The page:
The way the dice work are a little weird. Instead of telling you how many spaces you can move, they instead tell you how many moves you can make. Shooting one space costs you one move, so if there’s something you want to move 4 spaces away, that costs you 4 moves. Moving your ship one space in any direction costs you one move. And most relevant to the arcade game, changing altitude costs you one move. So it’s all about movement management, and I have to admit, the altitude aspect really impressed me. The arcade game had a lot to do with changing altitude to do certain things like shoot stuff and fly over walls, and the way they incorporated that into this game is pretty clever. The ship pieces are on these little stands that allow your ship to fly at two different altitudes. In order to shoot targets, you have to be at low altitude. To fly over walls, you have to be at high altitude. It’s a little touch, but it really helps make this weird little game feel a little more like Zaxxon.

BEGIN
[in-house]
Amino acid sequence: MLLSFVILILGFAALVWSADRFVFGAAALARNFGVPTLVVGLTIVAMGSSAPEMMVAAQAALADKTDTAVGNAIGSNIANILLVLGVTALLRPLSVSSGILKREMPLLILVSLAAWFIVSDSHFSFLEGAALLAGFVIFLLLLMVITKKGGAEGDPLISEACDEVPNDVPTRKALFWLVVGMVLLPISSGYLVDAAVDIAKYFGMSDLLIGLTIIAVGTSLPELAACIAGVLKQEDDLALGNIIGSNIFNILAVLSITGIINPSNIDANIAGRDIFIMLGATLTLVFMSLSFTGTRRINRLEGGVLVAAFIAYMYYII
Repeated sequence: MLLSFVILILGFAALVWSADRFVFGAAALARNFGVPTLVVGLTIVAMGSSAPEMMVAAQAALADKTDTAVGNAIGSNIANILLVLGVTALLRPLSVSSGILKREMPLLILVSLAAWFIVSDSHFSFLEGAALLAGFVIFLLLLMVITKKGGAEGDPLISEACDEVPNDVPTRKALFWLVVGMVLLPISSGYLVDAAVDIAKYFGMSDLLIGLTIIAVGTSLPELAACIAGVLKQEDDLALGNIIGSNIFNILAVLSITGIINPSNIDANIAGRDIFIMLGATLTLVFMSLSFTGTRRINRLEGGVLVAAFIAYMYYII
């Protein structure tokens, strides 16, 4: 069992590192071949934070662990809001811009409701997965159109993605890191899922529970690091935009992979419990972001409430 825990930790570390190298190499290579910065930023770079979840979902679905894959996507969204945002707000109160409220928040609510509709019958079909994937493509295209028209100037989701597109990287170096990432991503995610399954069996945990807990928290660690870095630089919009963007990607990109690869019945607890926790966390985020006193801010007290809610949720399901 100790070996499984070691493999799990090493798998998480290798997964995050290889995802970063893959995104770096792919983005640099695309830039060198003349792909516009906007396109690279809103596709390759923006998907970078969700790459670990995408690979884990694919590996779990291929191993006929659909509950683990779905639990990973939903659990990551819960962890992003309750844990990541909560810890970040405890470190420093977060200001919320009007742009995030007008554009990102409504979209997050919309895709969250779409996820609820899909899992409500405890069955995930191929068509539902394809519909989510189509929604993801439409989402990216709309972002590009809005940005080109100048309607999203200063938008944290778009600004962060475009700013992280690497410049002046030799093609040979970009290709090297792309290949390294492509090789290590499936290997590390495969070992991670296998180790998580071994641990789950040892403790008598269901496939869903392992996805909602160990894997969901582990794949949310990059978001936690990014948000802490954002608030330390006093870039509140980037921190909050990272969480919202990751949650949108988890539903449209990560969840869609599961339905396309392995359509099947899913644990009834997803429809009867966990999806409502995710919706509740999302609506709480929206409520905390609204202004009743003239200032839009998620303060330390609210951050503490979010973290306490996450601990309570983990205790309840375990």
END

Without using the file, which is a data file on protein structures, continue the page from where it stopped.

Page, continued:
Anyway, once you’ve made it past the first run of missile silos and gun turrets, you get to what the game refers to as the Inner Fortress. At the top of the area is a place where the two players can shoot each other down if they want. That seemed fun, but I didn’t feel like explaining that to my son, so we more or less ignored it. But basically, you can choose to attack the other player the same way you attack gun turrets and such. Once you get past that, you have a few more turrets and silos to go through, and finally you get to the big computer Zaxxon.